- Crape Myrtle Bark Scale will usually first appear around pruning sites or branch crotches. If left untouched, they will eventually cover entire trunk sections, the branches, and the twigs. You can find them anywhere except on the foliage.
- These pests produce copious amounts of a sticky liquid called honeydew so that you might recognize them by that or the Sooty Mold.
- Sooty mold is a fungus covering the leaves and branches and looks like you dumped the contents of your fireplace onto your Crape Myrtle. It’s not growing on the tree but rather on the honeydew, which scales or other sap-sucking insects can cause.
How can you prevent it?
The best way to prevent Crape Myrtle Bark Scale is to choose a disease-resistant cultivar when planting. Many popular National Arboretum cultivars are relatively resistant to the common Crape Myrtle diseases and pests, including Bark Scale. If you don’t have that option, you should ensure your Crape Myrtle is as healthy as possible. Things like proper pruning, soil conditioning, and supplemental watering will boost your tree’s overall health and make it less likely to be negatively affected by pests, diseases, or harsh weather events. Our team at TreeNewal can visit your property to assess your Crape Myrtle tree and determine a tree health care plan to optimize its health. Call today to arrange an appointment with an ISA Certified Arborist.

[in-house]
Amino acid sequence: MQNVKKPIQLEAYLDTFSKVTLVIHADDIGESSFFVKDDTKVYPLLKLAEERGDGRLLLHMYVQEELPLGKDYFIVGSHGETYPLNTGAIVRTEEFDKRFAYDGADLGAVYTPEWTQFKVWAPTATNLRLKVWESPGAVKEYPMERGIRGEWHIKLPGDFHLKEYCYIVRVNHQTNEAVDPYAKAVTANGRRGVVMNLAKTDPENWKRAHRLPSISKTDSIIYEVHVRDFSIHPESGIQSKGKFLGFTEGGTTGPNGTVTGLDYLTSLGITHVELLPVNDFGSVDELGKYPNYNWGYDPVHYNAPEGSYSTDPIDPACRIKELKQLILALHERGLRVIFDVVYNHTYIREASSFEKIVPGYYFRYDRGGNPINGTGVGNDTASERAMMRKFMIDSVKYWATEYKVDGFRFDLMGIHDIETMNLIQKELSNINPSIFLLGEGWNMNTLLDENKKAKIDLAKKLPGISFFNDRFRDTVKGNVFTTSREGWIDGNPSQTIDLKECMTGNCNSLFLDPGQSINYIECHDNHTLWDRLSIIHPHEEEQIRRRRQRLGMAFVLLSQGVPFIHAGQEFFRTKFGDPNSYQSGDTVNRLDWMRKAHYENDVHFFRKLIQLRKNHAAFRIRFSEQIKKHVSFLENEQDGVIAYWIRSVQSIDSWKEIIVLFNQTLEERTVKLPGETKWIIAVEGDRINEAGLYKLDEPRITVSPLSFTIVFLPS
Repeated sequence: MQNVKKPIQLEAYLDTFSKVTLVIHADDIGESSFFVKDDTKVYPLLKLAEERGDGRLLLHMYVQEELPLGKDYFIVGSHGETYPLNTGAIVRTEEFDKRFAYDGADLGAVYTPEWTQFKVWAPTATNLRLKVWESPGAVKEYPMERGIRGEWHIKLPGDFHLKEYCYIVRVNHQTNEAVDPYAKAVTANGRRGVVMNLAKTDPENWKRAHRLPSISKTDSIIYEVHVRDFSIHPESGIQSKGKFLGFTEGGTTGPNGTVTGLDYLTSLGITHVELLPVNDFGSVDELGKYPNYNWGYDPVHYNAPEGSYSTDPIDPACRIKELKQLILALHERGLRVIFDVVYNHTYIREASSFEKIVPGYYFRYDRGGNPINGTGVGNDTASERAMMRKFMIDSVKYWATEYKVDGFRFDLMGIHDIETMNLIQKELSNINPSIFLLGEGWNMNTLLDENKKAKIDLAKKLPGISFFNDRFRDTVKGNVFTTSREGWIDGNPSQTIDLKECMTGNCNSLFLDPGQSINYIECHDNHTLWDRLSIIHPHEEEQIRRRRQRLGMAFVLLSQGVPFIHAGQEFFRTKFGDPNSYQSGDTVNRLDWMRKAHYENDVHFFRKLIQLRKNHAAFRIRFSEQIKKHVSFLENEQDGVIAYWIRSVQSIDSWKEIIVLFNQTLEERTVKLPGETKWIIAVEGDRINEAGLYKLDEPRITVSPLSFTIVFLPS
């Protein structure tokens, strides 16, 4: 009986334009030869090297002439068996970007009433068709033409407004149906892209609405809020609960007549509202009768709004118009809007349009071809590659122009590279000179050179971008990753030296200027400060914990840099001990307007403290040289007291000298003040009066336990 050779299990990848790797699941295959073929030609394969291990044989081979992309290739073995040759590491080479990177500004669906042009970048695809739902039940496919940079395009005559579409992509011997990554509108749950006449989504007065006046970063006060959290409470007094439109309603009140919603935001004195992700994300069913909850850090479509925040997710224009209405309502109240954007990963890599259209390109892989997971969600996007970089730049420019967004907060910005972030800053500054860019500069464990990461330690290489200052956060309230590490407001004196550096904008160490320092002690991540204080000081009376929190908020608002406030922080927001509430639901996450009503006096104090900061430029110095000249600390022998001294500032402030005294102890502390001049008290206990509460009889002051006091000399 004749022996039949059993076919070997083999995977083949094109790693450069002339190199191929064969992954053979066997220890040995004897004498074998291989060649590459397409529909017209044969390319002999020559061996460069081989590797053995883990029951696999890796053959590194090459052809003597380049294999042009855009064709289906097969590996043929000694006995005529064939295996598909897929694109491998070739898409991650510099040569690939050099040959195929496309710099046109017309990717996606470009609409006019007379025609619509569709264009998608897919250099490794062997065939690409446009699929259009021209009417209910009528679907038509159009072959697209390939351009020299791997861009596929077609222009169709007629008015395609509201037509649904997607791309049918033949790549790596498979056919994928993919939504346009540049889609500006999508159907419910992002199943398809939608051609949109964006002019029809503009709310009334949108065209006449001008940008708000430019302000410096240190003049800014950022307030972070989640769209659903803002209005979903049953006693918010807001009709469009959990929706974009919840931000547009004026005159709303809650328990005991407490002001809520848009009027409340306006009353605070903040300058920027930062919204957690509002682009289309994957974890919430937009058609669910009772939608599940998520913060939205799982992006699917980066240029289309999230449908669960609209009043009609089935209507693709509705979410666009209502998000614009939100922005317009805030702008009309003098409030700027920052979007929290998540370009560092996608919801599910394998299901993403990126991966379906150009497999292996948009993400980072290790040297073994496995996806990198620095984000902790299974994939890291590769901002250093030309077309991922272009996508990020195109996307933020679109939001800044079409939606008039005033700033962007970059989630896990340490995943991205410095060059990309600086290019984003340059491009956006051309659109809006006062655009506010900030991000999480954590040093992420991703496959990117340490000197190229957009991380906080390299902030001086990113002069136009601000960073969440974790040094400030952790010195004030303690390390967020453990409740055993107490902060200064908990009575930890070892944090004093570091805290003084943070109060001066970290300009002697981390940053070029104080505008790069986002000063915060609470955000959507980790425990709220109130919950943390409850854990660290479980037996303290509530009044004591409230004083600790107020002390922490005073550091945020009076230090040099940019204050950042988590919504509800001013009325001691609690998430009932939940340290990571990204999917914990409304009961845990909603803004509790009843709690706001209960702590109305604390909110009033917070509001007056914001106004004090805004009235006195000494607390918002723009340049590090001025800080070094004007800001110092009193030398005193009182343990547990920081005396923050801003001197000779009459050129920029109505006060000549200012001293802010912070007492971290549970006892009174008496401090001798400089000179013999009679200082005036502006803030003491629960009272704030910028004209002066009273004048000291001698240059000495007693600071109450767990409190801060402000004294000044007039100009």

What if your Crape Myrtle has Bark Scale?
The first thing you should do to get rid of the Crape Myrtle Bark Scale is to wash the tree’s trunk and limbs with a mild mixture of dish soap and water applied by a soft brush. If that doesn’t do the trick, reach out to our tree care experts for assistance.
What if the Bark Scale has led to Sooty Mold?
The good news about Sooty Mold is that it’s primarily an aesthetic issue. If handled quickly, it won’t harm your tree. However, if it’s left unattended, it could weaken your tree’s health over time by blocking the leaves from getting enough sunlight, making your tree susceptible to more dangerous issues. The best way to get rid of Sooty Mold is to get rid of the insects causing the honeydew. Once you handle the insect infestation, you can wash the Sooty Mold away, or it will eventually fall away on its own. If you still have concerns, reach out to our team to talk about our tree services in Dallas, TX.
TreeNewal’s ISA Certified Arborists can help!
We know you love your Crape Myrtle. You wouldn’t be reading this if you didn’t. If you have been battling the issues mentioned above or noticed other possible ailments, our tree doctors in Dallas are ready to help. TreeNewal offers expert tree care services, such as pest and disease control, as well as tree trimming and tree removal. If you have questions or concerns about tree care, TreeNewal is a certified arborist tree service that can handle all your professional tree care needs. For more information, go to our website at treenewal.com. To set up an appointment, call us at (817) 349-7754.